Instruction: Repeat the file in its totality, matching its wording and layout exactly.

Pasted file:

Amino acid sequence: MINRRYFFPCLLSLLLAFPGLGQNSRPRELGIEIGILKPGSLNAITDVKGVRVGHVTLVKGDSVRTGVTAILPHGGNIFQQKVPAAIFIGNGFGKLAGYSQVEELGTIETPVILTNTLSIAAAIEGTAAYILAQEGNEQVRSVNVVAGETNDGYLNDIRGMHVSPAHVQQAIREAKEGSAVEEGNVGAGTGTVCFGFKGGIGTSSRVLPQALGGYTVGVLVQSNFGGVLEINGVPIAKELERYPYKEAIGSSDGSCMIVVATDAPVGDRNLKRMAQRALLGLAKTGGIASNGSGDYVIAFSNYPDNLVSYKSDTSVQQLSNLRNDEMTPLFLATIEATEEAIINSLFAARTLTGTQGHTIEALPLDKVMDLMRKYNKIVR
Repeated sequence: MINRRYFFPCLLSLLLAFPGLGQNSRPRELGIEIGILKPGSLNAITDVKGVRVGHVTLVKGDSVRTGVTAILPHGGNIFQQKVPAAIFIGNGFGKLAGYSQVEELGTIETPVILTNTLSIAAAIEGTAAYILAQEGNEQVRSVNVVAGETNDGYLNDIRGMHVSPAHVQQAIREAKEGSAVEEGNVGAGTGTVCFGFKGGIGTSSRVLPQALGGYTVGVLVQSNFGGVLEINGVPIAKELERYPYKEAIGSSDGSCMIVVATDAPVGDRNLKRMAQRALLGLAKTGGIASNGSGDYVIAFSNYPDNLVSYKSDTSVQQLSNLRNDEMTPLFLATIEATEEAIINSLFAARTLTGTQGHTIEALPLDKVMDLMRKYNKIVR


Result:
Amino acid sequence: MINRRYFFPCLLSLLLAFPGLGQNSRPRELGIEIGILKPGSLNAITDVKGVRVGHVTLVKGDSVRTGVTAILPHGGNIFQQKVPAAIFIGNGFGKLAGYSQVEELGTIETPVILTNTLSIAAAIEGTAAYILAQEGNEQVRSVNVVAGETNDGYLNDIRGMHVSPAHVQQAIREAKEGSAVEEGNVGAGTGTVCFGFKGGIGTSSRVLPQALGGYTVGVLVQSNFGGVLEINGVPIAKELERYPYKEAIGSSDGSCMIVVATDAPVGDRNLKRMAQRALLGLAKTGGIASNGSGDYVIAFSNYPDNLVSYKSDTSVQQLSNLRNDEMTPLFLATIEATEEAIINSLFAARTLTGTQGHTIEALPLDKVMDLMRKYNKIVR
Repeated sequence: MINRRYFFPCLLSLLLAFPGLGQNSRPRELGIEIGILKPGSLNAITDVKGVRVGHVTLVKGDSVRTGVTAILPHGGNIFQQKVPAAIFIGNGFGKLAGYSQVEELGTIETPVILTNTLSIAAAIEGTAAYILAQEGNEQVRSVNVVAGETNDGYLNDIRGMHVSPAHVQQAIREAKEGSAVEEGNVGAGTGTVCFGFKGGIGTSSRVLPQALGGYTVGVLVQSNFGGVLEINGVPIAKELERYPYKEAIGSSDGSCMIVVATDAPVGDRNLKRMAQRALLGLAKTGGIASNGSGDYVIAFSNYPDNLVSYKSDTSVQQLSNLRNDEMTPLFLATIEATEEAIINSLFAARTLTGTQGHTIEALPLDKVMDLMRKYNKIVR